- Future of Air Power: Participants deliberated on how leaders might employ air power in the future for military and political ends. By invoking Clausewitz’s credo of war being an extension of politics, participants recognized that while air power could be used for solely military purposes, it can potentially serve the political end of signaling military strength, agility, and superiority to the adversary. They mentioned that in the past, military strategists had heightened expectations of what air power could achieve if employed effectively, leading many to levy criticism when its application didn’t yield the expected results. Furthermore, they also mentioned that persistence in thinking of air power as an extension of land-based military strategies has led to conceiving a predominantly limited, tactical role for air force in battle. They emphasized the need to connect air power with “strategic effect” and “national policy” by thinking more creatively about its deployment in war and rethinking our expectations of what air power can achieve.
This event summary was prepared by Suchet Vir Singh, a research intern at Carnegie India.
John Andreas Olsen
John Andreas Olsen is a colonel in the Royal Norwegian Air Force, currently assigned to London as defense attaché to the United Kingdom and Ireland. He is also a non-resident senior fellow of the Mitchell Institute of Aerospace Studies. Olsen has lectured worldwide, received several awards, and published a series of books on airpower theory, including Airpower Reborn: The Strategic Concepts of John Warden and John Boyd (Naval Institute Press, 2015), and most recently, The Routledge Handbook of Air Power (Routledge, 2018). His books on airpower appear on the professional reading lists of the Royal Air Force, Royal Australian Air Force, Royal Netherlands Air Force, and the U.S. Air Force. Previously, he was the director of security analyses in the Norwegian Ministry of Defence and deputy commander and chief of the North Atlantic Treaty Organization (NATO) Advisory Team at NATO Headquarters, Sarajevo. He was a visiting professor at the Swedish Defence University from 2018 to 2018.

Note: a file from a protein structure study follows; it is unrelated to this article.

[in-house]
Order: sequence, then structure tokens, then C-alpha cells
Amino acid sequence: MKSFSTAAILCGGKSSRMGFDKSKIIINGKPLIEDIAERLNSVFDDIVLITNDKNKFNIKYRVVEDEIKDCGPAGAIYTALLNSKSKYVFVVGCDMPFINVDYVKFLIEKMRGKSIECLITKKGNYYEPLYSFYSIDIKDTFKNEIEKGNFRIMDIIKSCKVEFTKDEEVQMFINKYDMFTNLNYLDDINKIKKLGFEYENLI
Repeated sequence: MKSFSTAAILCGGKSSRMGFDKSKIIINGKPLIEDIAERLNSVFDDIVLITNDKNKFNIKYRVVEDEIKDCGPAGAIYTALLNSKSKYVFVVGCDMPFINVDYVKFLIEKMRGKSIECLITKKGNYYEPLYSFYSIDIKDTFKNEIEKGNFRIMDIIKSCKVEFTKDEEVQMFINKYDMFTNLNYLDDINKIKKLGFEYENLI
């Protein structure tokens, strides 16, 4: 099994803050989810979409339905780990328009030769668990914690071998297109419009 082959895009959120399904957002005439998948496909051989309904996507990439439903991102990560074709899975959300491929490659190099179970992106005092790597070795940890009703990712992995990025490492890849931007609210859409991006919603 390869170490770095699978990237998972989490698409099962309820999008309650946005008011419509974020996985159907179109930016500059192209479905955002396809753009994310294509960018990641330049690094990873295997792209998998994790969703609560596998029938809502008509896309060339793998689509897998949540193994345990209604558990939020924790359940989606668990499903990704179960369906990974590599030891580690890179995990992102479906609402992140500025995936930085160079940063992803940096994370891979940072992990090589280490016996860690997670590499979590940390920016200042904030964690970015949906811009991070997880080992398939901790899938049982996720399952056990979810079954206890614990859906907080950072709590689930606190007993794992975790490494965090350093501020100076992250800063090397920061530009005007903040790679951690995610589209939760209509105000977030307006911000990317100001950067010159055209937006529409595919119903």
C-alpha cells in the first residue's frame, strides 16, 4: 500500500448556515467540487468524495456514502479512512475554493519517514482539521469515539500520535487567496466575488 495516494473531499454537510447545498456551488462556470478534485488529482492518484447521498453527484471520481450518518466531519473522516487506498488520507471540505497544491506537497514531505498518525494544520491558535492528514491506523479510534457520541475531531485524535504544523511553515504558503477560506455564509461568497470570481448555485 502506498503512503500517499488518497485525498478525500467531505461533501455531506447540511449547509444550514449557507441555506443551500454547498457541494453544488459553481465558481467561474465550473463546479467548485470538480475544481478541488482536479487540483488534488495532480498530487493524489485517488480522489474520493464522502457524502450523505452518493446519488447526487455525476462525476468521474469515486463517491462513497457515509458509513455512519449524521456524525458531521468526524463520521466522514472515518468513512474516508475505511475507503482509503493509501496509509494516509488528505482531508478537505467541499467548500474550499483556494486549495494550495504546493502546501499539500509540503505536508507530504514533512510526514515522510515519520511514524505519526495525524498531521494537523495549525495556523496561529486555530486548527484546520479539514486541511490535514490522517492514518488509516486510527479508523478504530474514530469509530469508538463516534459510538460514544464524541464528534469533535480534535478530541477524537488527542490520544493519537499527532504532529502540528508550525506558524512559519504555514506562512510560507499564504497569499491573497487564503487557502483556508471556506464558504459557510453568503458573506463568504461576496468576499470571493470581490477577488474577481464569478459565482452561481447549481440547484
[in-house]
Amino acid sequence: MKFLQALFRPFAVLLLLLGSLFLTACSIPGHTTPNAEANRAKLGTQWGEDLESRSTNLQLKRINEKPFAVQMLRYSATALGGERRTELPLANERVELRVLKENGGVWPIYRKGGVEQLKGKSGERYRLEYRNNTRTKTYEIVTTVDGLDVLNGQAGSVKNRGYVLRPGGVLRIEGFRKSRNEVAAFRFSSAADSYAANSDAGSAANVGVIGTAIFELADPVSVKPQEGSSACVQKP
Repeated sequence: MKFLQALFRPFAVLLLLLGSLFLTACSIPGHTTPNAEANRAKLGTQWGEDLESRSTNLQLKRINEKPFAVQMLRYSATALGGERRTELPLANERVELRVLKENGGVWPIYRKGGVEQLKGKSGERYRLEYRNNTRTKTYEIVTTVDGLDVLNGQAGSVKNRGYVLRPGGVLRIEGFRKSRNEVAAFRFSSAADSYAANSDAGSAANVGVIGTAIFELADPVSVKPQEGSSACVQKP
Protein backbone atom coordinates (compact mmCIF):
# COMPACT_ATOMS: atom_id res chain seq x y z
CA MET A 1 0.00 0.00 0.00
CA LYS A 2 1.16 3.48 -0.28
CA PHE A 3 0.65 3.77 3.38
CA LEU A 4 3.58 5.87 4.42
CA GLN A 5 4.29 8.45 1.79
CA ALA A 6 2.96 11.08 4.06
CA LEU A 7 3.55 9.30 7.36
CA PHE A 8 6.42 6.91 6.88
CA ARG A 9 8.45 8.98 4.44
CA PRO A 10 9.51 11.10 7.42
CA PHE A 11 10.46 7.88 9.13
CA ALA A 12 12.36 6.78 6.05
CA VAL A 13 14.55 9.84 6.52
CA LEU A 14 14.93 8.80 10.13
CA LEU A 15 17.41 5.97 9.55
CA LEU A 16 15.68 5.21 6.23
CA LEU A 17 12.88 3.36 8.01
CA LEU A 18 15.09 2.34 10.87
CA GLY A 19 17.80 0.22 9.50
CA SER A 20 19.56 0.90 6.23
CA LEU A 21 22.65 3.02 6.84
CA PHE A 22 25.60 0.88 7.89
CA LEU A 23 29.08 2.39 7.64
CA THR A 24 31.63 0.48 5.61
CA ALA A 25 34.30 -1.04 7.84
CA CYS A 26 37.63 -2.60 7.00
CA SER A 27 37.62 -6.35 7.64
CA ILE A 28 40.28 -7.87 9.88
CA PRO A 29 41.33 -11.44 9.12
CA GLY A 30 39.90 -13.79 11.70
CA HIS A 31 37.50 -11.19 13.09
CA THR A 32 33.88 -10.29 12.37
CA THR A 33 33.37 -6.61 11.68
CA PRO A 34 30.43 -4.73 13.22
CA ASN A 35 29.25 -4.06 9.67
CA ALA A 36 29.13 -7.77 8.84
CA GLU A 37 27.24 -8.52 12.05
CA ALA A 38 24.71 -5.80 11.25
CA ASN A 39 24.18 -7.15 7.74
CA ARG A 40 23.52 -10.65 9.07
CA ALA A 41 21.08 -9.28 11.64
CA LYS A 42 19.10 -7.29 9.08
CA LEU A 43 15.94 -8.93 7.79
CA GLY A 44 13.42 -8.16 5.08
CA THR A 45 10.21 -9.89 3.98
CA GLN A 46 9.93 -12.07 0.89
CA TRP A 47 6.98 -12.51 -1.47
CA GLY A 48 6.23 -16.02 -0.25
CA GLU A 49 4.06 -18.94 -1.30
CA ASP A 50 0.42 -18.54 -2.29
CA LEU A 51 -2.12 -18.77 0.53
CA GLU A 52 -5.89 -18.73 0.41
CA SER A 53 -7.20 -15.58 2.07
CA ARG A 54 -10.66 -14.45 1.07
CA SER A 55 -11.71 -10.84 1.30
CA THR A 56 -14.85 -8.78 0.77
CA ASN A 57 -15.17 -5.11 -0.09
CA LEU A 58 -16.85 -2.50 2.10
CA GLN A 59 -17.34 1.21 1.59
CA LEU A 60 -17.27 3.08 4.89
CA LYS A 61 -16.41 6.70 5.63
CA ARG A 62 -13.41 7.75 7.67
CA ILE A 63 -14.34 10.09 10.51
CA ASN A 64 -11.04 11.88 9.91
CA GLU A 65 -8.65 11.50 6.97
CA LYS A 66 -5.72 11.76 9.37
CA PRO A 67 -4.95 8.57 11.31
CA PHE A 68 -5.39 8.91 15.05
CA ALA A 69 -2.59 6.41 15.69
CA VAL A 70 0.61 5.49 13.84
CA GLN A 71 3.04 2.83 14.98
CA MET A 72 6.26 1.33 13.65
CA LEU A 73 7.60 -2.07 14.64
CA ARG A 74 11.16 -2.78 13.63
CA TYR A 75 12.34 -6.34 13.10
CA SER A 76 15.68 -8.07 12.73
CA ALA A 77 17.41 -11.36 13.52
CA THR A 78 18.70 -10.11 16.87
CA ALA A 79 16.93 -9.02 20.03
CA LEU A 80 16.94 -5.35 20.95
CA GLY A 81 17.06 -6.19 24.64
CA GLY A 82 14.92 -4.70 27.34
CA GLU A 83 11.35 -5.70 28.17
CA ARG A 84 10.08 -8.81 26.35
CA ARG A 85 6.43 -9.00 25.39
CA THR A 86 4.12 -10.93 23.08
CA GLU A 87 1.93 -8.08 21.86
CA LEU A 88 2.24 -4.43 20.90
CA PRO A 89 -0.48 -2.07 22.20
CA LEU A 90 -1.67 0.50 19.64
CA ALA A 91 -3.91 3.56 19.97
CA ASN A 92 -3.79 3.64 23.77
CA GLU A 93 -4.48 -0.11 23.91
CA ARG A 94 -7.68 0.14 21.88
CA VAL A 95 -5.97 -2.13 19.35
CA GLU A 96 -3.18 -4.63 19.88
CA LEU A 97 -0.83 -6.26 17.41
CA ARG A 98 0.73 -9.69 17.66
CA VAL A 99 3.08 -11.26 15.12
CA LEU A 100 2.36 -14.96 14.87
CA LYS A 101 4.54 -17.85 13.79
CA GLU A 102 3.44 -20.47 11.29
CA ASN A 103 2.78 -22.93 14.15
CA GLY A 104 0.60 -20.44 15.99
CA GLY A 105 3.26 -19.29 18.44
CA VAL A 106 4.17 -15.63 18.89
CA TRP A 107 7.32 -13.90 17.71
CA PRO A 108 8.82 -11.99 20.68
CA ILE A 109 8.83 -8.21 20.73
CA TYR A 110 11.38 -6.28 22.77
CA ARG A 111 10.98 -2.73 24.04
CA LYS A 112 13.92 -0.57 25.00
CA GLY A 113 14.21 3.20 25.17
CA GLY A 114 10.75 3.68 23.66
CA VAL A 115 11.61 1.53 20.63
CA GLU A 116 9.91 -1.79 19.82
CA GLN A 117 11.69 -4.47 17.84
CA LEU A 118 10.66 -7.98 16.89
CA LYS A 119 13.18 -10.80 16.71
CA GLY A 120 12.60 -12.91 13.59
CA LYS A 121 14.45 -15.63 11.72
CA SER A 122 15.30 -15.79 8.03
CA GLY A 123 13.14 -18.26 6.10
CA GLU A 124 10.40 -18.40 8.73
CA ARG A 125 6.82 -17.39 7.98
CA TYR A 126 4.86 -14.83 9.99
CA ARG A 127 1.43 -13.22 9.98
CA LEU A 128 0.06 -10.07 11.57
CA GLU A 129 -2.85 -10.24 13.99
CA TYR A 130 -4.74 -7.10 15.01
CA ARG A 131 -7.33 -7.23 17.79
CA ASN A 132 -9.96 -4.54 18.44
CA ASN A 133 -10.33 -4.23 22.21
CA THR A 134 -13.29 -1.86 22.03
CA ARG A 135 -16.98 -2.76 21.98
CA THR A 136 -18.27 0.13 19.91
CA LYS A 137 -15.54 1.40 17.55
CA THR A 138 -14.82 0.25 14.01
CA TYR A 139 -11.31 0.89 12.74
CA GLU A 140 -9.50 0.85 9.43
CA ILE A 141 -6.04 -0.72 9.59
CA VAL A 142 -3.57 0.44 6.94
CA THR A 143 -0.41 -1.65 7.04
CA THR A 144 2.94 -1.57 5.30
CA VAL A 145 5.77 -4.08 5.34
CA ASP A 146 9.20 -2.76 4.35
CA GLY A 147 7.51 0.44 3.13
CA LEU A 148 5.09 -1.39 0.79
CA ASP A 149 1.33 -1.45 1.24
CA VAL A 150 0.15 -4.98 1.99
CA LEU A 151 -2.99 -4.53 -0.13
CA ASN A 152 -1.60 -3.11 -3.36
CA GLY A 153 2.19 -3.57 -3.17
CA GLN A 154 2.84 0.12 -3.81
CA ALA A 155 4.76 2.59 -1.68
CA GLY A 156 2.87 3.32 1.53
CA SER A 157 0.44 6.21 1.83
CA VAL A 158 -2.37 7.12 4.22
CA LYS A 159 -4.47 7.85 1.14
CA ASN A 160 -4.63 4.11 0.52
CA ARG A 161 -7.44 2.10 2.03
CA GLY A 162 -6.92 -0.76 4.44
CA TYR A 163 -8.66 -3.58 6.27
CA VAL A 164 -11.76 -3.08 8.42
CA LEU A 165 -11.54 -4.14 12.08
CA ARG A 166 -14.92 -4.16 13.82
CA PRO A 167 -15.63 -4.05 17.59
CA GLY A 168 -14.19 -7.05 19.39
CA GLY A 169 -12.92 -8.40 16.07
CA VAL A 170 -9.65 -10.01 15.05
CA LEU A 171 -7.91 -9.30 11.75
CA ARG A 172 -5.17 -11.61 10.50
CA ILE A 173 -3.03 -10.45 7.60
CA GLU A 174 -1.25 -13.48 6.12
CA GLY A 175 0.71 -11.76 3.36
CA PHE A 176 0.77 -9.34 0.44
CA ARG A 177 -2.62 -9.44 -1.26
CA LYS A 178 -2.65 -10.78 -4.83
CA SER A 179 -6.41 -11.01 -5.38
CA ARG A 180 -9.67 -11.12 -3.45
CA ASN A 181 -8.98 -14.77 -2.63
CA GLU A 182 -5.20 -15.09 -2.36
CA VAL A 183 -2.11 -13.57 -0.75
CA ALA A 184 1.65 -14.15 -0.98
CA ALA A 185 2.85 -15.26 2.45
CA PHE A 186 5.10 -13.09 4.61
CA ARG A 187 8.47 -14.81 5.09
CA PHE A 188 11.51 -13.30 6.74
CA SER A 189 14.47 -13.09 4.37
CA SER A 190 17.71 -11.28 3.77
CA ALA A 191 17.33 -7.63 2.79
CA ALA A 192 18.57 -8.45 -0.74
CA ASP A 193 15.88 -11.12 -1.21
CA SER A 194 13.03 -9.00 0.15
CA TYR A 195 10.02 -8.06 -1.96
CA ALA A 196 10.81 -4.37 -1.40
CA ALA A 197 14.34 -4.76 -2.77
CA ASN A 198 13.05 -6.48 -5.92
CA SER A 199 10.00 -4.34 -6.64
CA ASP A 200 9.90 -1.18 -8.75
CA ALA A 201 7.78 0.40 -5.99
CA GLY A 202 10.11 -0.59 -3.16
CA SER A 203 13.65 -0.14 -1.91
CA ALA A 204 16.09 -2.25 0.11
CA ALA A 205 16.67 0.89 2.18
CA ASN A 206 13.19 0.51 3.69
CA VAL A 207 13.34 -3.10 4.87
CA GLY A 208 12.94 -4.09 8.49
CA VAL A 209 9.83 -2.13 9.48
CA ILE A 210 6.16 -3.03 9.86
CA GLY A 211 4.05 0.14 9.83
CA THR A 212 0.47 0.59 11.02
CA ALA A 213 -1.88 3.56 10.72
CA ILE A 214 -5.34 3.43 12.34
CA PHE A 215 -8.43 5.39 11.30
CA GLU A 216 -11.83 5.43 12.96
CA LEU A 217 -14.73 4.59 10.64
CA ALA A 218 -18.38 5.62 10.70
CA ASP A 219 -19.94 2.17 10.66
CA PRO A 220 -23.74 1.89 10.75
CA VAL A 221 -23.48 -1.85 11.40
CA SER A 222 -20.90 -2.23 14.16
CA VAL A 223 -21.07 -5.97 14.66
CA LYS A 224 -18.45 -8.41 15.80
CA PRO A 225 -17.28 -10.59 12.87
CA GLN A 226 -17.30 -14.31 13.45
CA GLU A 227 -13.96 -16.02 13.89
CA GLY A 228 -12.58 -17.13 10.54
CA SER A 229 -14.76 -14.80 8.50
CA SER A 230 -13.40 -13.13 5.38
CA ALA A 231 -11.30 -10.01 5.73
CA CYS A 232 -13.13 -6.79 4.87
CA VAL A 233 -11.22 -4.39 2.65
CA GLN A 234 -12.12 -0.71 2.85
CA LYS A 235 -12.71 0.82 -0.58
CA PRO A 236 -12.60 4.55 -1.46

Arjun Subramaniam is a fighter pilot-scholar who retired as an air vice marshall from the Indian Air Force in 2017, after 36 years in uniform. He holds a PhD in Defence and Strategic Studies from the University of Madras, India. A prolific writer, strategic commentator, and military historian, he is the author of three books, including the hugely popular India’s Wars: A Military History 1947-1971 (2016). He is currently a visiting professor of international relations at Ashoka University.